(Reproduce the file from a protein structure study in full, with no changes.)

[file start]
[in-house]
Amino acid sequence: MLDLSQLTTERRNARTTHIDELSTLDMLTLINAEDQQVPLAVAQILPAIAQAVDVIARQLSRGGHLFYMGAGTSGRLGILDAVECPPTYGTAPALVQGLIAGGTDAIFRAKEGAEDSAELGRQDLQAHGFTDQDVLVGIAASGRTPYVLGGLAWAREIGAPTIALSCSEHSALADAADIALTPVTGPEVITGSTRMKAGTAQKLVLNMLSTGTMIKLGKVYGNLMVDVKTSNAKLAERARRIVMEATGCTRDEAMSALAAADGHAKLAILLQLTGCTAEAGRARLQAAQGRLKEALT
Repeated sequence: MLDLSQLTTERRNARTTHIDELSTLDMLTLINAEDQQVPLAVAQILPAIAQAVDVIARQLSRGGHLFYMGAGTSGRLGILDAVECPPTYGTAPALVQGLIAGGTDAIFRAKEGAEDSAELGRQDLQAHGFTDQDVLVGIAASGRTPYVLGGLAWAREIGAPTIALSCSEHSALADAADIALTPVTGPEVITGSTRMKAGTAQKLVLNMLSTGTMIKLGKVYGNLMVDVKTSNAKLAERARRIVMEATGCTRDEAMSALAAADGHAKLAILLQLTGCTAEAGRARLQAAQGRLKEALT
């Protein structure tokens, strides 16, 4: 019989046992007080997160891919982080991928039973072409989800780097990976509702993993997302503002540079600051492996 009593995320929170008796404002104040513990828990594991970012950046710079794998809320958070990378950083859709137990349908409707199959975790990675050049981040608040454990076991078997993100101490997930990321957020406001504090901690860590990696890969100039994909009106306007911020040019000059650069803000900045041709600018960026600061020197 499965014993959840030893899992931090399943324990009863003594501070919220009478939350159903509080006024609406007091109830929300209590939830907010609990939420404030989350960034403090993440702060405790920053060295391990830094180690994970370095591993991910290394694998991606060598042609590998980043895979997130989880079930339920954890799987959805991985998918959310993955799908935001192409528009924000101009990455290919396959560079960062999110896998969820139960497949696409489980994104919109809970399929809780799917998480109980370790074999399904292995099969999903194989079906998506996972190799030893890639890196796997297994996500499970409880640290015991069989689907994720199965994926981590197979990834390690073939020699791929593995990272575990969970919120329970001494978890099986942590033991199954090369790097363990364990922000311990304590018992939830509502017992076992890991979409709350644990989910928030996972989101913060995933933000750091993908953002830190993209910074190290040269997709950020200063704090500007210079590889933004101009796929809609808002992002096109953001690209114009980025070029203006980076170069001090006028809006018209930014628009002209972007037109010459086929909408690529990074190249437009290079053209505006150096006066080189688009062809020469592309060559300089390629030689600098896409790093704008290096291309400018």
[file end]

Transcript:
[in-house]
Amino acid sequence: MLDLSQLTTERRNARTTHIDELSTLDMLTLINAEDQQVPLAVAQILPAIAQAVDVIARQLSRGGHLFYMGAGTSGRLGILDAVECPPTYGTAPALVQGLIAGGTDAIFRAKEGAEDSAELGRQDLQAHGFTDQDVLVGIAASGRTPYVLGGLAWAREIGAPTIALSCSEHSALADAADIALTPVTGPEVITGSTRMKAGTAQKLVLNMLSTGTMIKLGKVYGNLMVDVKTSNAKLAERARRIVMEATGCTRDEAMSALAAADGHAKLAILLQLTGCTAEAGRARLQAAQGRLKEALT
Repeated sequence: MLDLSQLTTERRNARTTHIDELSTLDMLTLINAEDQQVPLAVAQILPAIAQAVDVIARQLSRGGHLFYMGAGTSGRLGILDAVECPPTYGTAPALVQGLIAGGTDAIFRAKEGAEDSAELGRQDLQAHGFTDQDVLVGIAASGRTPYVLGGLAWAREIGAPTIALSCSEHSALADAADIALTPVTGPEVITGSTRMKAGTAQKLVLNMLSTGTMIKLGKVYGNLMVDVKTSNAKLAERARRIVMEATGCTRDEAMSALAAADGHAKLAILLQLTGCTAEAGRARLQAAQGRLKEALT
């Protein structure tokens, strides 16, 4: 019989046992007080997160891919982080991928039973072409989800780097990976509702993993997302503002540079600051492996 009593995320929170008796404002104040513990828990594991970012950046710079794998809320958070990378950083859709137990349908409707199959975790990675050049981040608040454990076991078997993100101490997930990321957020406001504090901690860590990696890969100039994909009106306007911020040019000059650069803000900045041709600018960026600061020197 499965014993959840030893899992931090399943324990009863003594501070919220009478939350159903509080006024609406007091109830929300209590939830907010609990939420404030989350960034403090993440702060405790920053060295391990830094180690994970370095591993991910290394694998991606060598042609590998980043895979997130989880079930339920954890799987959805991985998918959310993955799908935001192409528009924000101009990455290919396959560079960062999110896998969820139960497949696409489980994104919109809970399929809780799917998480109980370790074999399904292995099969999903194989079906998506996972190799030893890639890196796997297994996500499970409880640290015991069989689907994720199965994926981590197979990834390690073939020699791929593995990272575990969970919120329970001494978890099986942590033991199954090369790097363990364990922000311990304590018992939830509502017992076992890991979409709350644990989910928030996972989101913060995933933000750091993908953002830190993209910074190290040269997709950020200063704090500007210079590889933004101009796929809609808002992002096109953001690209114009980025070029203006980076170069001090006028809006018209930014628009002209972007037109010459086929909408690529990074190249437009290079053209505006150096006066080189688009062809020469592309060559300089390629030689600098896409790093704008290096291309400018």